Drought Conditions Continue to Intensify in Northeast Louisiana and Southern Arkansas
MONROE, La. (KNOE) - It was a fairly typical first 8 months of the year with regards to rainfall. Through the first of September, we were actually running about an inch above average for the year - the average rainfall from January 1 to September 1 is 37.34 inches, and Monroe Regional Airport (MLU) had observed 38.60 inches.
But then the spigot just shut off.
Since September 1st (and as of November 26), MLU has observed just 4.77 inches of rain. The average during that same period is 11.93 inches. We’ve seen just 40% of our typical rainfall in that nearly 3-month-long timeframe. This includes an especially dry stretch between September 21 and October 14, where we received a lowly tenth of an inch of rainfall.
Keep in mind that this was a period of time over 3 weeks long.
At first, this pattern was only mildly noteworthy. We go through drier periods every once in a while, but they usually only last a few weeks before fading away. But this one has been different. So far, the extremely dry pattern has held up. It has led to much below average rainfall totals in September and October, and will likely lead to a much drier than average November.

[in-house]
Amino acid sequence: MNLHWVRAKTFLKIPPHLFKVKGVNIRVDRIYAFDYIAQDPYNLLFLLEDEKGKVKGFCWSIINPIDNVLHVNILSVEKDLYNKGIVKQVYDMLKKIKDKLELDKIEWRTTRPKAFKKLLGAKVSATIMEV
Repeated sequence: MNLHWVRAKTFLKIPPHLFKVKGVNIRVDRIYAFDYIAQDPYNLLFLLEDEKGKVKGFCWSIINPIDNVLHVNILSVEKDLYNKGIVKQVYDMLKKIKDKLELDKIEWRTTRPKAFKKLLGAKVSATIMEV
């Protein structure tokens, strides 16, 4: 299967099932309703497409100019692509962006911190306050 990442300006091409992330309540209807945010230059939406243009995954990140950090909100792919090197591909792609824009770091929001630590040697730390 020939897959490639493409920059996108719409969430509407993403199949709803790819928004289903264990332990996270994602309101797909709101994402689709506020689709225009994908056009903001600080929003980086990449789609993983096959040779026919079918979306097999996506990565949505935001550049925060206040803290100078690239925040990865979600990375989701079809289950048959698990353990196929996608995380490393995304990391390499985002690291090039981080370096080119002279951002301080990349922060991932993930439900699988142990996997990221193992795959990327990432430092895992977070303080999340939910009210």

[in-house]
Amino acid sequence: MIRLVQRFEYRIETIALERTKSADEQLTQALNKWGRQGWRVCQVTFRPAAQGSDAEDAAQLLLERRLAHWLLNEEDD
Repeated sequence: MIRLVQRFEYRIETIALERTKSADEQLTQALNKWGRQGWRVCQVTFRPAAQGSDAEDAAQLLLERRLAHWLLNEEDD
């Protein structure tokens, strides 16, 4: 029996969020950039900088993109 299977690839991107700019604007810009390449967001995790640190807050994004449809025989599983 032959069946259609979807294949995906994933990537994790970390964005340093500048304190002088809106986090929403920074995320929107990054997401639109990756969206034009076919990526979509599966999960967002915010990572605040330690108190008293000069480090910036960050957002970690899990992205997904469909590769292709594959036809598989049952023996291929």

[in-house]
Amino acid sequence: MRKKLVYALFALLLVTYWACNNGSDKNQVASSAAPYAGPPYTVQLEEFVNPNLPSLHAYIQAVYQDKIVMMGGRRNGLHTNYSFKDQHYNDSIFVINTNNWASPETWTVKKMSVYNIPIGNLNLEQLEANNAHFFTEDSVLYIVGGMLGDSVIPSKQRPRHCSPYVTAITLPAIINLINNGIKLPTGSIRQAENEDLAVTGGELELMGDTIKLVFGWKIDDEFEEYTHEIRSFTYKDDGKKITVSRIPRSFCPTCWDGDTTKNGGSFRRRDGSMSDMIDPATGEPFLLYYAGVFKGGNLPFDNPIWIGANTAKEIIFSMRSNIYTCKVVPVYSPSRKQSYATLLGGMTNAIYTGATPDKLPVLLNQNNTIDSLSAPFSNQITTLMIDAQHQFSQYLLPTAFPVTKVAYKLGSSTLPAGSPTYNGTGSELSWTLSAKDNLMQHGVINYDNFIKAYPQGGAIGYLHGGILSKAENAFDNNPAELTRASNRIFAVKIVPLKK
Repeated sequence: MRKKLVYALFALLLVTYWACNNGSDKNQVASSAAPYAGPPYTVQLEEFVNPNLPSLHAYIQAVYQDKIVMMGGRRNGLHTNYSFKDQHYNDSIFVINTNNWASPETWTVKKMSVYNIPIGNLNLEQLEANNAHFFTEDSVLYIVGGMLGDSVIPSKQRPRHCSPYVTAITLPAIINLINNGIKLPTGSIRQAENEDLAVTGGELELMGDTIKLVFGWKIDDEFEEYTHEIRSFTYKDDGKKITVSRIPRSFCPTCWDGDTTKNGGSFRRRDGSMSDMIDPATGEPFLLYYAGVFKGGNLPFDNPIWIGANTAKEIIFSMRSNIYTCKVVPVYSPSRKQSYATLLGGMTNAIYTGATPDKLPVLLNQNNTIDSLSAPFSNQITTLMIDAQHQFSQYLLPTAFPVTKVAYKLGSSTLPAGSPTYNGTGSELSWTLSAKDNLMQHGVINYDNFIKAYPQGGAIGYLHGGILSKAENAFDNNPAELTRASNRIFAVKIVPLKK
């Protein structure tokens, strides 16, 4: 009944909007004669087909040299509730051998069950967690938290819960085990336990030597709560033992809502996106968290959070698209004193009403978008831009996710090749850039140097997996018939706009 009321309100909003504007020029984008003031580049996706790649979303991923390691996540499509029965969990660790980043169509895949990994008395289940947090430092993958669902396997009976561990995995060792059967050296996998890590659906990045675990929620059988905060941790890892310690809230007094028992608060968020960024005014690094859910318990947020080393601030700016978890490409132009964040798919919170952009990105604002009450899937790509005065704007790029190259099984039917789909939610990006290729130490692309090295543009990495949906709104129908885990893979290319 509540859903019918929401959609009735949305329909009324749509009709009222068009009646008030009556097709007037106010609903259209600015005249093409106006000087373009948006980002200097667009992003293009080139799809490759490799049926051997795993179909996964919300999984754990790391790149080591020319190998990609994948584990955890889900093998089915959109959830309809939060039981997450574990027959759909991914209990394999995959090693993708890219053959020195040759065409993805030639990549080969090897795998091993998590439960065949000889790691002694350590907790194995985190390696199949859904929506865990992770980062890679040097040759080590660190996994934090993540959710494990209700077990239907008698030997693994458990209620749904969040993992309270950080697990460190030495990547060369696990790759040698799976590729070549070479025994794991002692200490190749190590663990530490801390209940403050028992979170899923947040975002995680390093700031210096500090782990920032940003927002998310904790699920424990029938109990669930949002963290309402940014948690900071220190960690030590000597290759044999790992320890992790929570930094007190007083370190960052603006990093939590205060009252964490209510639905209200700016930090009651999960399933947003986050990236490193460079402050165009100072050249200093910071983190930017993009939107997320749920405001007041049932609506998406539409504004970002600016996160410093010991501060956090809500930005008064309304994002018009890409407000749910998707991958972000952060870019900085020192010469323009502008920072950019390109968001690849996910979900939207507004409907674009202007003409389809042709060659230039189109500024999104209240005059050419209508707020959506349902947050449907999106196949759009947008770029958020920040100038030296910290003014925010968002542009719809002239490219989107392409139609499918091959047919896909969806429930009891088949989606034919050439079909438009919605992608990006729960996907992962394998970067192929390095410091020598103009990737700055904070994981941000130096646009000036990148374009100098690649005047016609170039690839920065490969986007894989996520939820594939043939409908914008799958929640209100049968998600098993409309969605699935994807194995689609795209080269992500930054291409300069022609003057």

After nearly three months of this, drought has begun to expand into the ArkLaMiss. Much of the area is in a moderate drought, which corresponds to the following impacts:
- Damage to crops and pastures
- Low water levels in streams, lakes, and rivers
- Water shortages developing
- Some voluntary water use restrictions
If the current pattern holds up, we will likely be looking at the expansion of severe drought into the ArkLaMiss within the next couple of months. Severe drought is the next step up from moderate drought. These conditions are already occurring in east Texas, and are likely to develop in northeast Louisiana and southern Arkansas if we don’t enter a more consistently wet pattern.
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